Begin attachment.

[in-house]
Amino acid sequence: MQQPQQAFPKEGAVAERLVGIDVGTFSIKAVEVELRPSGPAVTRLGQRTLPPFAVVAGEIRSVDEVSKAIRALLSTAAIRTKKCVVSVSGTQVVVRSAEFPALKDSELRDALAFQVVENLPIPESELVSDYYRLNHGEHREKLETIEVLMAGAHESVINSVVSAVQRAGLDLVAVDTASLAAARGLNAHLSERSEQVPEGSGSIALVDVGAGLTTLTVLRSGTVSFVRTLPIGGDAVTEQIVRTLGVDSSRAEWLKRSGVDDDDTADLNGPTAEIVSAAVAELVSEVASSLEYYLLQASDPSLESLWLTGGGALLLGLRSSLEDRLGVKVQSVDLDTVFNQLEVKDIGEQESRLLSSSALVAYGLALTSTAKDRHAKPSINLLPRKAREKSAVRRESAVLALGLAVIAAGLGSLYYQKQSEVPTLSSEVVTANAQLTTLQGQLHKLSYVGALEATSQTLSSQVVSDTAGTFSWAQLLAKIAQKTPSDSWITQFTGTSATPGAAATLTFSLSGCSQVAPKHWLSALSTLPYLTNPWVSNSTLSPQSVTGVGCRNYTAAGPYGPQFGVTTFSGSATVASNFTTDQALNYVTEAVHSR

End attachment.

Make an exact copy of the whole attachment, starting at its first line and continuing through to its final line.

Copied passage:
[in-house]
Amino acid sequence: MQQPQQAFPKEGAVAERLVGIDVGTFSIKAVEVELRPSGPAVTRLGQRTLPPFAVVAGEIRSVDEVSKAIRALLSTAAIRTKKCVVSVSGTQVVVRSAEFPALKDSELRDALAFQVVENLPIPESELVSDYYRLNHGEHREKLETIEVLMAGAHESVINSVVSAVQRAGLDLVAVDTASLAAARGLNAHLSERSEQVPEGSGSIALVDVGAGLTTLTVLRSGTVSFVRTLPIGGDAVTEQIVRTLGVDSSRAEWLKRSGVDDDDTADLNGPTAEIVSAAVAELVSEVASSLEYYLLQASDPSLESLWLTGGGALLLGLRSSLEDRLGVKVQSVDLDTVFNQLEVKDIGEQESRLLSSSALVAYGLALTSTAKDRHAKPSINLLPRKAREKSAVRRESAVLALGLAVIAAGLGSLYYQKQSEVPTLSSEVVTANAQLTTLQGQLHKLSYVGALEATSQTLSSQVVSDTAGTFSWAQLLAKIAQKTPSDSWITQFTGTSATPGAAATLTFSLSGCSQVAPKHWLSALSTLPYLTNPWVSNSTLSPQSVTGVGCRNYTAAGPYGPQFGVTTFSGSATVASNFTTDQALNYVTEAVHSR